A Brief Overview of Risk Management In Recruiting

A Brief Overview of Risk Management In Recruiting

Mike Roberts

It’s no surprise recruiting and financial performance are interconnected. If your talent acquisition team takes too long to fill crucial positions, at some point that lapse will surface in the bottom line. On one hand, prolonged recruiting processes increase cost per hire, while on the other businesses suffer as they operate below staffing requirements.

But what can you do about it?

Lots of recruiting teams follow a first-in-first-out methodology for filling positions. As accepted requisitions come in, they’re routed to the appropriate talent acquisition professional who then initiates the recruiting process. That professional is often recruiting for many positions—and is instructed and incentivized to prioritize efforts based on positions open the longest.

The problem is, acting strategically and chronologically does not typically go hand in hand. This approach does little to account for the importance of filling one position over the other. To address this issue, we could borrow some elements from the practice of risk management.

Risk Management and Your Recruiting Strategy

Risk management is the concept of forecasting and evaluating risks, and creating processes to minimize the impact of those risks. A risk management strategy relies on four main elements: assessing, quantifying, prioritizing, and then mitigating risks.

Assessing risk for recruiting is about understanding all categories of positions and their potential impact on business performance, as well as historical performance indicators related to those positions like time to fill, cost per hire, and so on.

Quantifying risk relates to the assignment of numerical values. Two main variables are usually used for calculating this: (1) likelihood that the position will be difficult to fill and (2) potential impact of the position going unfilled for a long time. You may quantify risk by looking at both of these variables on a scale of one to 10—or any other combination of numbers.

Let’s say, as a high-level example, your business is reliant on engineering talent for growth. Considering that engineers are very hard to come by and that historically it’s taken an average of two months to fill the position, you may rank the likelihood that the position will go unfilled as a 10. You may also rank to potential impact to the business as a 10. That’s a total of 20 out of 20 on the risk scale. In contrast, an administrative assistant may score a 4 out of 20 on the risk scale (easier to fill and less impact to business performance).

The task of prioritizing risk can be done after risk is quantified. You could simply focus more efforts on positions that are riskier or score higher on your risk scale. In the example above, you would allocate more resources toward hiring engineers over administrative assistants. This is in contrast to the idea of allocating resources toward whichever position has been unfilled the longest. Focusing on engineers over assistants may be obvious, but things become more complex when you introduce dozens or hundreds of different types of positions into the mix.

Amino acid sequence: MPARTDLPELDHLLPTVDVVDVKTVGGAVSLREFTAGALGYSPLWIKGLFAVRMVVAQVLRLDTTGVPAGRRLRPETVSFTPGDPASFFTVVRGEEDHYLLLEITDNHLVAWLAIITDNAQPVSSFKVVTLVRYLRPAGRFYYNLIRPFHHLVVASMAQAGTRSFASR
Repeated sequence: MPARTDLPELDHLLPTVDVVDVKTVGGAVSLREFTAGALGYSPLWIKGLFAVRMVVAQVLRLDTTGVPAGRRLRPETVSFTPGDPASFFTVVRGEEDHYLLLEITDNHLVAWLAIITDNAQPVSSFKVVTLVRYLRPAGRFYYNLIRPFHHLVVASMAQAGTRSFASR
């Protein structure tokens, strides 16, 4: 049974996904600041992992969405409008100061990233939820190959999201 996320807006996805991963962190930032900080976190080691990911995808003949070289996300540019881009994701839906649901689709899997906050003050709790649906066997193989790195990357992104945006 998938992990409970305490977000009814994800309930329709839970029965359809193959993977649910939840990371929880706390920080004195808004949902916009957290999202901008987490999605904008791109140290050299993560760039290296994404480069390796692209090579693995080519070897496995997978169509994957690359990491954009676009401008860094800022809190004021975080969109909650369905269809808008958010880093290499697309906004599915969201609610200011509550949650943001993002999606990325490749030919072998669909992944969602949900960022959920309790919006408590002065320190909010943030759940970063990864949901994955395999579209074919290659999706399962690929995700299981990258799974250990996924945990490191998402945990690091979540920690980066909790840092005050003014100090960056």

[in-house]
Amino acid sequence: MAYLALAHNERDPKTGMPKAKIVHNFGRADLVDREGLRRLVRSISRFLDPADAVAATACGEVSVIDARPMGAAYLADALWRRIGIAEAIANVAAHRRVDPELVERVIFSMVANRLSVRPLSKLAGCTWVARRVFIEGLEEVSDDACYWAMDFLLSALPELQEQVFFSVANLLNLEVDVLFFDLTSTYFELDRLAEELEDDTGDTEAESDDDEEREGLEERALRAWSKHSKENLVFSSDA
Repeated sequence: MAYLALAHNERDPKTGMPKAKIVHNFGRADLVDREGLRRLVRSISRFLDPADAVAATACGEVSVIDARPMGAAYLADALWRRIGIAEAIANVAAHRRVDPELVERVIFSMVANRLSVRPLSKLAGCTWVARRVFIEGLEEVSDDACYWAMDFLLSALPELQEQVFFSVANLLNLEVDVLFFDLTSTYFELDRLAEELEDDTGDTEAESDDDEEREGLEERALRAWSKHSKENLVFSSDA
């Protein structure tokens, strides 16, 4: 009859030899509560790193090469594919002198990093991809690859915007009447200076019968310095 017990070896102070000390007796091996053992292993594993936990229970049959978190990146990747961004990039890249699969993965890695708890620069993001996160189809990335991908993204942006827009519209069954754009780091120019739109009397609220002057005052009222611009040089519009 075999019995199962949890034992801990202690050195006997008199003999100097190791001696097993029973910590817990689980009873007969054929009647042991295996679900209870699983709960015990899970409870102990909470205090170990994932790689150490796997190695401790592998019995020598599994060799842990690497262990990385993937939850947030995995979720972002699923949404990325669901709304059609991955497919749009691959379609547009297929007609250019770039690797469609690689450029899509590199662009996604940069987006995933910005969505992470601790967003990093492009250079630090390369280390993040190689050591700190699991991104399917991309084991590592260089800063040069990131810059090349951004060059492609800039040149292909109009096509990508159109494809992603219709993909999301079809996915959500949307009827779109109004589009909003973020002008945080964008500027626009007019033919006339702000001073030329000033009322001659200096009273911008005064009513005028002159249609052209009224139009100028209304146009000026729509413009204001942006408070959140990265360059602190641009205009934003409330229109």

Finally, risk mitigation is about creating processes to lessen the impact of these potential risks to recruiting and business performance. You may institute a set of activities that will take place over the recruiting lifecycle the longer the position goes unfilled. This could also relate to the creation of proactive sourcing tactics like talent pipeline building—to get ahead of a potential risky situation down the road.

Building a More Proactive Recruiting Team

Teams that properly manage risk are almost always more proactive and less reactive. Studies have shown that HR has a tendency to be perceived as a reactive business function from outside departments. This can make recruiters’ jobs more difficult for many reasons.

Adding even a basic risk management model to your recruiting process can help your team fill important positions quicker and more cost-effectively. It can also help the recruiting team to be taken more seriously.

What’s described in this article, as you can see, is a very high-level approach to risk management in recruiting. Some larger companies have far more mature risk management strategies built into their recruiting processes with the support of HR technology solutions, while others have virtually nothing. As we often suggest, if you want to experiment with a new strategy, start small, measure your performance, learn from the results, and move forward.

Regardless of where you are in this journey, it’s important that you understand the importance of acknowledging and mitigating risk. Getting critical requisitions the appropriate allocation of resources could change the way your business performs in more ways than one.

Interested in revving up the recruiting engine and driving performance forward? Check out our recent eBook, “How to Rapidly Improve Your Quality of Hire.”

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